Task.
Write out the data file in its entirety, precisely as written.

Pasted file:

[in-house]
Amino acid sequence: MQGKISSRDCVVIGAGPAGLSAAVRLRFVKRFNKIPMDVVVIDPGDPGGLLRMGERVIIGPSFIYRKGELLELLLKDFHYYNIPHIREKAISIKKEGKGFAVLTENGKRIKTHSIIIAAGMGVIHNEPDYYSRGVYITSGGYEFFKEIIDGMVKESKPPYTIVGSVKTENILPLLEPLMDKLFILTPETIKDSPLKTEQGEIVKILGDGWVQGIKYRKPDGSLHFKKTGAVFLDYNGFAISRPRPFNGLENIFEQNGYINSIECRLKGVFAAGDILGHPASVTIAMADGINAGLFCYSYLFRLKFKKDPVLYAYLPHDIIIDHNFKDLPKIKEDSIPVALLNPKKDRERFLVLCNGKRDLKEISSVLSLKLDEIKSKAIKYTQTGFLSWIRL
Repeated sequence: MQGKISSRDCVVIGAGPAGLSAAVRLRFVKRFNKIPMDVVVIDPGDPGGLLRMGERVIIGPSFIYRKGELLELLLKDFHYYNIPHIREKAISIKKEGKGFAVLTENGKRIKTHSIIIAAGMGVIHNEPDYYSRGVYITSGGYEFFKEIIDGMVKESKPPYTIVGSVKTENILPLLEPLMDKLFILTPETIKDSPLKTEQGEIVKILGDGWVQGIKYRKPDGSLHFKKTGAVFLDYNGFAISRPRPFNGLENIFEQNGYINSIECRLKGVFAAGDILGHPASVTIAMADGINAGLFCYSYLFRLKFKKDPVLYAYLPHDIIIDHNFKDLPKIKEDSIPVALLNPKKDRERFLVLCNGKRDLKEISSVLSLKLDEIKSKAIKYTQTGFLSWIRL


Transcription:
[in-house]
Amino acid sequence: MQGKISSRDCVVIGAGPAGLSAAVRLRFVKRFNKIPMDVVVIDPGDPGGLLRMGERVIIGPSFIYRKGELLELLLKDFHYYNIPHIREKAISIKKEGKGFAVLTENGKRIKTHSIIIAAGMGVIHNEPDYYSRGVYITSGGYEFFKEIIDGMVKESKPPYTIVGSVKTENILPLLEPLMDKLFILTPETIKDSPLKTEQGEIVKILGDGWVQGIKYRKPDGSLHFKKTGAVFLDYNGFAISRPRPFNGLENIFEQNGYINSIECRLKGVFAAGDILGHPASVTIAMADGINAGLFCYSYLFRLKFKKDPVLYAYLPHDIIIDHNFKDLPKIKEDSIPVALLNPKKDRERFLVLCNGKRDLKEISSVLSLKLDEIKSKAIKYTQTGFLSWIRL
Repeated sequence: MQGKISSRDCVVIGAGPAGLSAAVRLRFVKRFNKIPMDVVVIDPGDPGGLLRMGERVIIGPSFIYRKGELLELLLKDFHYYNIPHIREKAISIKKEGKGFAVLTENGKRIKTHSIIIAAGMGVIHNEPDYYSRGVYITSGGYEFFKEIIDGMVKESKPPYTIVGSVKTENILPLLEPLMDKLFILTPETIKDSPLKTEQGEIVKILGDGWVQGIKYRKPDGSLHFKKTGAVFLDYNGFAISRPRPFNGLENIFEQNGYINSIECRLKGVFAAGDILGHPASVTIAMADGINAGLFCYSYLFRLKFKKDPVLYAYLPHDIIIDHNFKDLPKIKEDSIPVALLNPKKDRERFLVLCNGKRDLKEISSVLSLKLDEIKSKAIKYTQTGFLSWIRL